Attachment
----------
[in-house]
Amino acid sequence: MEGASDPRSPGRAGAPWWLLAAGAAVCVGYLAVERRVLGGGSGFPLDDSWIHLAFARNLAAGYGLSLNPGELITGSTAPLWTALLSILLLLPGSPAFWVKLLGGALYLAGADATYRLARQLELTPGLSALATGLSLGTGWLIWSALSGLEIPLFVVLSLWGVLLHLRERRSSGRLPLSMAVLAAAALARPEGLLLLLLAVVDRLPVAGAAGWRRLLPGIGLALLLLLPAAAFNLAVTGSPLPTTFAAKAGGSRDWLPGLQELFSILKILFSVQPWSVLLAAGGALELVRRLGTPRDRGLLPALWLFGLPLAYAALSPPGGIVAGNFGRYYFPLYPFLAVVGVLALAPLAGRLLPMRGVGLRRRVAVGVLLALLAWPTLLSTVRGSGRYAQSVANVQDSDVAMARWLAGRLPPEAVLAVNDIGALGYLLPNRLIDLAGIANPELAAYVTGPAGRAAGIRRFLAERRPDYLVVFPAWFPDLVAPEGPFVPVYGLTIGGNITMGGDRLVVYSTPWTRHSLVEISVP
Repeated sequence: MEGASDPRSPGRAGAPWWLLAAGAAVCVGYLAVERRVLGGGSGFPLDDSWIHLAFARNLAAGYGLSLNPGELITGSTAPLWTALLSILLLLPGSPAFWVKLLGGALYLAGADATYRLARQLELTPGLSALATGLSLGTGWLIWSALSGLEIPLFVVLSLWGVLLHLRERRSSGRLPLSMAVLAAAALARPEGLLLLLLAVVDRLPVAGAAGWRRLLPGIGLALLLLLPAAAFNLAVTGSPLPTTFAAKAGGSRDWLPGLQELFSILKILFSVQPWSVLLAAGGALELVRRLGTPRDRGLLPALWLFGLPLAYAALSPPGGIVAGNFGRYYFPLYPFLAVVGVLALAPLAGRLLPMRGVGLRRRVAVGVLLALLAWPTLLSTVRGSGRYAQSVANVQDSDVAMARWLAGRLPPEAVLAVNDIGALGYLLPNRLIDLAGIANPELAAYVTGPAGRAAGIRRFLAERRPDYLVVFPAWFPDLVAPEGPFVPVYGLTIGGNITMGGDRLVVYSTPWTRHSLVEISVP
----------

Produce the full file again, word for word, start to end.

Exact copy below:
[in-house]
Amino acid sequence: MEGASDPRSPGRAGAPWWLLAAGAAVCVGYLAVERRVLGGGSGFPLDDSWIHLAFARNLAAGYGLSLNPGELITGSTAPLWTALLSILLLLPGSPAFWVKLLGGALYLAGADATYRLARQLELTPGLSALATGLSLGTGWLIWSALSGLEIPLFVVLSLWGVLLHLRERRSSGRLPLSMAVLAAAALARPEGLLLLLLAVVDRLPVAGAAGWRRLLPGIGLALLLLLPAAAFNLAVTGSPLPTTFAAKAGGSRDWLPGLQELFSILKILFSVQPWSVLLAAGGALELVRRLGTPRDRGLLPALWLFGLPLAYAALSPPGGIVAGNFGRYYFPLYPFLAVVGVLALAPLAGRLLPMRGVGLRRRVAVGVLLALLAWPTLLSTVRGSGRYAQSVANVQDSDVAMARWLAGRLPPEAVLAVNDIGALGYLLPNRLIDLAGIANPELAAYVTGPAGRAAGIRRFLAERRPDYLVVFPAWFPDLVAPEGPFVPVYGLTIGGNITMGGDRLVVYSTPWTRHSLVEISVP
Repeated sequence: MEGASDPRSPGRAGAPWWLLAAGAAVCVGYLAVERRVLGGGSGFPLDDSWIHLAFARNLAAGYGLSLNPGELITGSTAPLWTALLSILLLLPGSPAFWVKLLGGALYLAGADATYRLARQLELTPGLSALATGLSLGTGWLIWSALSGLEIPLFVVLSLWGVLLHLRERRSSGRLPLSMAVLAAAALARPEGLLLLLLAVVDRLPVAGAAGWRRLLPGIGLALLLLLPAAAFNLAVTGSPLPTTFAAKAGGSRDWLPGLQELFSILKILFSVQPWSVLLAAGGALELVRRLGTPRDRGLLPALWLFGLPLAYAALSPPGGIVAGNFGRYYFPLYPFLAVVGVLALAPLAGRLLPMRGVGLRRRVAVGVLLALLAWPTLLSTVRGSGRYAQSVANVQDSDVAMARWLAGRLPPEAVLAVNDIGALGYLLPNRLIDLAGIANPELAAYVTGPAGRAAGIRRFLAERRPDYLVVFPAWFPDLVAPEGPFVPVYGLTIGGNITMGGDRLVVYSTPWTRHSLVEISVP